Do you know what your core body temperature is? Mine is 36.2°C, give or take minor fluctuations.
I know this not because I am a hypochondriac, but because it was taken countless times each day during a recent trip to Liberia and Sierra Leone - at army road blocks every few miles, at the entrance to every office or hotel, and at each stage of check-in for my flight.
The number everyone dreads is 37.5°C, because that denotes fever - one of the symptoms of the Ebola virus.
'Don't touch. Minimize contact' advisories are everywhere. People recoil involuntarily from handshakes. The insidious stress creeps up day by day under the monitoring, the curtailing of personal freedom in the interests of global health.
Imagine this as your daily reality for nearly two years.
While driving back to Monrovia airport at the end of my visit, which had stirred uncomfortable and raw emotions - empathy, fear, stigma, powerlessness, compassion, anger - my Liberian WaterAid colleague, Oretha, casually told me about an incident last summer, when she got a fever and was terrified that it might develop into Ebola.
As a precaution she had to tell her 9-year-old son that he could not come near or touch her. He had already been cooped up at home for months, because schools had closed and curfews were in force to try to contain the deadly epidemic.
In his moment of anguish and terror, his mother could not console him with a hug or a cuddle. Imagine the torment for both mother and son. Words are a poor substitute indeed for the power of touch.
The world and the headlines have moved on now. Guinea has been declared Ebola-free in the last fortnight. Sierra Leone had its final Ebola quarantine lifted in November. Liberia has been declared 'Ebola free' twice already, only to be set back again.
On 23 November 2015, 15-year-old Nathan Groote died in a Monrovian Ebola isolation ward - one more family tragedy to be endured, and a severe national blow. Nathan's younger brother and father, both also initially feared infected, were released from the Ebola Treatment Centre on 3 December with a clean bill of health.
Liberia is now in its 42-day quarantine period yet again. Let us pray to whoever is listening that Nathan, the 11,315th life known to have been claimed by Ebola, is its last victim.
The longer-term effects of this epidemic are not yet well understood. There are more than 17,000 Ebola survivors, who face a new jeopardy - stigma and discrimination as they are shunned at work, school and in their communities, for fear they might still be infectious. Others are too afraid to use health services, afraid that they might still somehow catch the dreaded virus. Myths and rumours easily ignite in such a febrile atmosphere.
Another headline you may not have seen is that countless people died during the height of the epidemic not from Ebola but from treatable conditions such as diarrhoea, malaria, complications at births, and road traffic accidents. People were too afraid to present with Ebola symptoms such as diarrhoea in case they were quarantined; if they didn't have the Ebola virus before quarantine, the chances of contracting it in a ward without rigorous infection control, or even running water or functioning toilets, were high.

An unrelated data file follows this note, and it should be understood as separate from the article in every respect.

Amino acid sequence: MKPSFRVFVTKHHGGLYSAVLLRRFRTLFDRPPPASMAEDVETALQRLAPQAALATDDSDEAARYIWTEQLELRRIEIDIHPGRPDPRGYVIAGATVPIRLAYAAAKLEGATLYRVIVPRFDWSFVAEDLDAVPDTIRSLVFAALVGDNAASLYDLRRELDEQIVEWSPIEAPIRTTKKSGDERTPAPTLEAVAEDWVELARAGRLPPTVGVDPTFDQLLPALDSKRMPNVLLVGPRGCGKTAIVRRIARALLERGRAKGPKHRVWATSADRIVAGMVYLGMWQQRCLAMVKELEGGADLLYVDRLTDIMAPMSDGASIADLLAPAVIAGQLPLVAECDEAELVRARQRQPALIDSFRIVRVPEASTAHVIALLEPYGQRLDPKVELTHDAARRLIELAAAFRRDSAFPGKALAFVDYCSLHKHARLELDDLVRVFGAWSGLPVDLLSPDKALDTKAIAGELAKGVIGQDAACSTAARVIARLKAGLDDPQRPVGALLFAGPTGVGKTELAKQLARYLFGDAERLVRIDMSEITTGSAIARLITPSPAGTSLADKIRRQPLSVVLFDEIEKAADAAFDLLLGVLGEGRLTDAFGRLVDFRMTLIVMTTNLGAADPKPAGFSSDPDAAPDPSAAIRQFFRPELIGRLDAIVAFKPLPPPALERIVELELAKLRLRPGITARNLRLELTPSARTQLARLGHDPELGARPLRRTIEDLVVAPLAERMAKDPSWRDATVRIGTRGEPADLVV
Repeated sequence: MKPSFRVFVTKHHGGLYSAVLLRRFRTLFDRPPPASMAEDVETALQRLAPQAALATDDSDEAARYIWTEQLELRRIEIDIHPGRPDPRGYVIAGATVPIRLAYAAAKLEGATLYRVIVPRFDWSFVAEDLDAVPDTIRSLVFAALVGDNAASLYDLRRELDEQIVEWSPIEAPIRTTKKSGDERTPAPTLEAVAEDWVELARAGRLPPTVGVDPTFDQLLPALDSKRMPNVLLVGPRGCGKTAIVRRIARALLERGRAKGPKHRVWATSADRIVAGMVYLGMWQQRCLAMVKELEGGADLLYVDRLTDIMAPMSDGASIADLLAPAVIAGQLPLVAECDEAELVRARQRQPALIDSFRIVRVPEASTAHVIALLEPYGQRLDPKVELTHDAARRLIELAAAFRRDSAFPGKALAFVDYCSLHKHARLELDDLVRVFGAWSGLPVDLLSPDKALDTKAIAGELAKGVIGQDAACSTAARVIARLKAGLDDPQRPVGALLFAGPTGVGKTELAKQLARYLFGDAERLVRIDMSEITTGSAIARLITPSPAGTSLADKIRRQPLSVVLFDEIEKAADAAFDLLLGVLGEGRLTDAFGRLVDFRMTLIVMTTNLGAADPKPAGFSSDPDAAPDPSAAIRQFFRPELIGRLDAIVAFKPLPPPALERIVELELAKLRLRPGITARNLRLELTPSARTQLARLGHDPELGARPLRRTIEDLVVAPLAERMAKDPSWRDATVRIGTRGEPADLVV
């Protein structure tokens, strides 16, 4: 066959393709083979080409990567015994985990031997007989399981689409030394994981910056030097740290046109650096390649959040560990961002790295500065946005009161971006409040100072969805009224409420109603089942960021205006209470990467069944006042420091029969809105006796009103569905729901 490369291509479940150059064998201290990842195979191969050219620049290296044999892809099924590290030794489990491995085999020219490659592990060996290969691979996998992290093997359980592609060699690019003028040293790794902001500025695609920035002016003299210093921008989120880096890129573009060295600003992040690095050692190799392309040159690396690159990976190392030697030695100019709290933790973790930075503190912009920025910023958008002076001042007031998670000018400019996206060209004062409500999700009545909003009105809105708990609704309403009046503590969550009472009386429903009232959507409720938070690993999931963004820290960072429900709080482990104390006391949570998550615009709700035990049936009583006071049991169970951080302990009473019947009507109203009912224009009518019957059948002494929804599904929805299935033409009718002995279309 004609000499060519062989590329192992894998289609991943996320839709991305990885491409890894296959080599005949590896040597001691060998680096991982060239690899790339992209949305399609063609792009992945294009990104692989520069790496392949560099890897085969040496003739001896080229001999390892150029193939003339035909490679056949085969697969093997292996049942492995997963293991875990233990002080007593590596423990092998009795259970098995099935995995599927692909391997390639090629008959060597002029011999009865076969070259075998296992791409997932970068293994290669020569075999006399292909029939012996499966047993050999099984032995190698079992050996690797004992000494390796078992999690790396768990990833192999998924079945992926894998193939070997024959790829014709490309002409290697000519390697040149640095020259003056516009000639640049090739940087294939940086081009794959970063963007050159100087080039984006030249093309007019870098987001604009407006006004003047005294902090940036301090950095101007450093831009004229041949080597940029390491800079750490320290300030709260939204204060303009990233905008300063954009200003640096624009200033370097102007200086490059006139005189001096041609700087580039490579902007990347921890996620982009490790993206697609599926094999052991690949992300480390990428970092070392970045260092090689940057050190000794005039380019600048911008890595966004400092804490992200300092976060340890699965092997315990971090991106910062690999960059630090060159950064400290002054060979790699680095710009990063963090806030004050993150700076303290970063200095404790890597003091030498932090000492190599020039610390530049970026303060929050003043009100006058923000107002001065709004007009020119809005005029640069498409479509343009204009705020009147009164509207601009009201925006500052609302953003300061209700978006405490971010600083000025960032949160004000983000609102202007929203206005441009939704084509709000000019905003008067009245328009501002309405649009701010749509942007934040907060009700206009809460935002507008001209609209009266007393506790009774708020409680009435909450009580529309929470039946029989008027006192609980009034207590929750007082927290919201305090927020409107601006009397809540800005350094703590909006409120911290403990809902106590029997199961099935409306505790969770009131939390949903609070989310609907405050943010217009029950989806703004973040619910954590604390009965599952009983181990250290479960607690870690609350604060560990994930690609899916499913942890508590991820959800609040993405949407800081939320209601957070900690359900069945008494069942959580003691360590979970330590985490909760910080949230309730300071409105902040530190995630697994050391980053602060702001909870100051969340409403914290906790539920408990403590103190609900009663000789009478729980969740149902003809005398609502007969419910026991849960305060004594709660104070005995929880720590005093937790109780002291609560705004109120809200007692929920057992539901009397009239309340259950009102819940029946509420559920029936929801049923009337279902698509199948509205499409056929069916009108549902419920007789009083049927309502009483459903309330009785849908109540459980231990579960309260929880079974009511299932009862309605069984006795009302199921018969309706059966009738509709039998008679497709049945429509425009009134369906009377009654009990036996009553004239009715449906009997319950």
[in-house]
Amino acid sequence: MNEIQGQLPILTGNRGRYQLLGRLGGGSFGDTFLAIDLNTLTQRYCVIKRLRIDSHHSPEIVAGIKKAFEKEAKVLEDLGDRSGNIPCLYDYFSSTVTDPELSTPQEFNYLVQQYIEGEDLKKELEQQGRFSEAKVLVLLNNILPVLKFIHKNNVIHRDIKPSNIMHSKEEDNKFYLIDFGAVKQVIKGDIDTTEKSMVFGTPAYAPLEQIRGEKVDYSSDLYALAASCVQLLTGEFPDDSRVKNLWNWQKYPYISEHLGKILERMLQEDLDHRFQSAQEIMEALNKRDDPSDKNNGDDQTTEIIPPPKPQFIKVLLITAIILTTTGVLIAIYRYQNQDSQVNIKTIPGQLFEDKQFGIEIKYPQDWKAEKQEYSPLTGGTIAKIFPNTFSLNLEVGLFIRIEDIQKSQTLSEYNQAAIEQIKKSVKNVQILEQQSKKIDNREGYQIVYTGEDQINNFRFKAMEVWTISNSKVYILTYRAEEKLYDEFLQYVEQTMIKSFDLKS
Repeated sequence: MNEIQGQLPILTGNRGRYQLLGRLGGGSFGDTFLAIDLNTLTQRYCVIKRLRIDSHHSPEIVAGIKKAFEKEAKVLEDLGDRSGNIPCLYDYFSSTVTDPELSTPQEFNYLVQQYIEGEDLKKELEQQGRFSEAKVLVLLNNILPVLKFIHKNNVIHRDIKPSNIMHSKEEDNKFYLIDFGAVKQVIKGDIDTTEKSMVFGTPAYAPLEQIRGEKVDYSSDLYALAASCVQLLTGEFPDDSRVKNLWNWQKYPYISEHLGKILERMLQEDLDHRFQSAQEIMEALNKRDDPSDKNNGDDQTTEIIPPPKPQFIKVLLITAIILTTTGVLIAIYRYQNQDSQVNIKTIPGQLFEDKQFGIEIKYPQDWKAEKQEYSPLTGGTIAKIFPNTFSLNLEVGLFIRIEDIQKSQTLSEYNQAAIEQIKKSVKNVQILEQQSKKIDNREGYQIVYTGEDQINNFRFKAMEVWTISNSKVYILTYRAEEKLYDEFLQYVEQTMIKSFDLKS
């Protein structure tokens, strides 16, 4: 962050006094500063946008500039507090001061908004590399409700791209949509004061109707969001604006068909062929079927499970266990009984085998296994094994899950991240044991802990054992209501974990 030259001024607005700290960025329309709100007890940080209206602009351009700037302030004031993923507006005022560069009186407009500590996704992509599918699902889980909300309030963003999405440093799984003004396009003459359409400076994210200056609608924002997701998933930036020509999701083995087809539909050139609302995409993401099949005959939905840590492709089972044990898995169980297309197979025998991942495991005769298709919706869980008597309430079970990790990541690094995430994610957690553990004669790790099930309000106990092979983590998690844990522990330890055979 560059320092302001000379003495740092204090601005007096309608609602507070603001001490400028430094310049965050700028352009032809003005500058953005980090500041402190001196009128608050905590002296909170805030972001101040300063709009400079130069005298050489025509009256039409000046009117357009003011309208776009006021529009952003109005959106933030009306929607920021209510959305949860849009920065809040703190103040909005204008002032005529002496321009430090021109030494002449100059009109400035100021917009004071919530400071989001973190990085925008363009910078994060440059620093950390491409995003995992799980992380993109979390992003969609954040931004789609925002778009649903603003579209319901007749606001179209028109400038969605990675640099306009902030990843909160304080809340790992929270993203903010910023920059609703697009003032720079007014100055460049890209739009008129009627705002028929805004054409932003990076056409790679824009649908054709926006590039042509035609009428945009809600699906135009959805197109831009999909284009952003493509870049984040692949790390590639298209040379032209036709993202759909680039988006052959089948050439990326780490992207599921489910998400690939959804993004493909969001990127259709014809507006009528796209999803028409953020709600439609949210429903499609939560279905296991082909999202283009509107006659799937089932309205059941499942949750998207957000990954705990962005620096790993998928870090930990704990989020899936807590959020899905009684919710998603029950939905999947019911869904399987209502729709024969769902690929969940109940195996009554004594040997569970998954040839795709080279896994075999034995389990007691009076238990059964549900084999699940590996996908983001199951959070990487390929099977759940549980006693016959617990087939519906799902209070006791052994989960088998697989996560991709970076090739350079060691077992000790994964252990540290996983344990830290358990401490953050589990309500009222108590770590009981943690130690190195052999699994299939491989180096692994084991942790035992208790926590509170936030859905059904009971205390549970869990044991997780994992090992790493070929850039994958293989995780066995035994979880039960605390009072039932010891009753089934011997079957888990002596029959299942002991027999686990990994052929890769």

Maternal mortality increased by 30 per cent during the epidemic as women actively avoided health centres for fear they might contract Ebola, and delivered their babies at home without clean water, good hygiene or skilled midwives, often with tragic results.
Liberia, Sierra Leone and Guinea are now experiencing development in reverse. Countries that were already among the poorest in the world (83 per cent of Liberians live on less than $1.25 a day) had already endured the bitter legacy of brutal conflicts, and in recent months devastating heavy rains which have washed away roads.
The Ebola epidemic has rolled back years of hard-won socio-economic gains. These are traumatised people and nations – and the recovery phase requires intense and sustained international support, in the form of health system strengthening, support for basic and essential services including water, sanitation and hygiene, psychological counselling expertise, open trade and investment, and much more.
How can Liberia even contemplate resilience to another outbreak of disease when less than 2 per cent of the population has hand-washing facilities at home, and less than half of those with both soap and water?
The international response to the outbreak showed inadequacies in institutional leadership. Now, there is dangerously glib talk of 'lessons learned'. A key lesson (re)learned was that local communities and local leaders are the first critical interface for epidemic containment, which begs the question: why was this ever neglected?
The concept of collective 'health security' has also regained fashion, along with awkward questions about the ethics of individual health security - whose security is most important? West Africans'? Europeans'? Mine? Yours? Nathan's?
At the entrance to Kenema Hospital, the region of Sierra Leone worst affected by Ebola, I noticed a small memorial stone. I first assumed it was to remember the patients who had succumbed to Ebola there. But as I squinted at the small chiselled letters, I saw they read "doctor, midwife, hospital, orderly".
The memorial honours the 37 staff who died of Ebola at this one district hospital, some of the more than 500 health workers who died of Ebola across West Africa. We owe it to these people to stop talking and start doing.
Ebola proved how interconnected the global community is. We are only as safe as the most fragile state, and we are all equally deserving of health security, underpinned by safe water, sanitation and hygiene. That includes all of our families: yours, mine, Emile's and Nathan's.
Margaret Batty is Director of Global Policy and Campaigns at WaterAid
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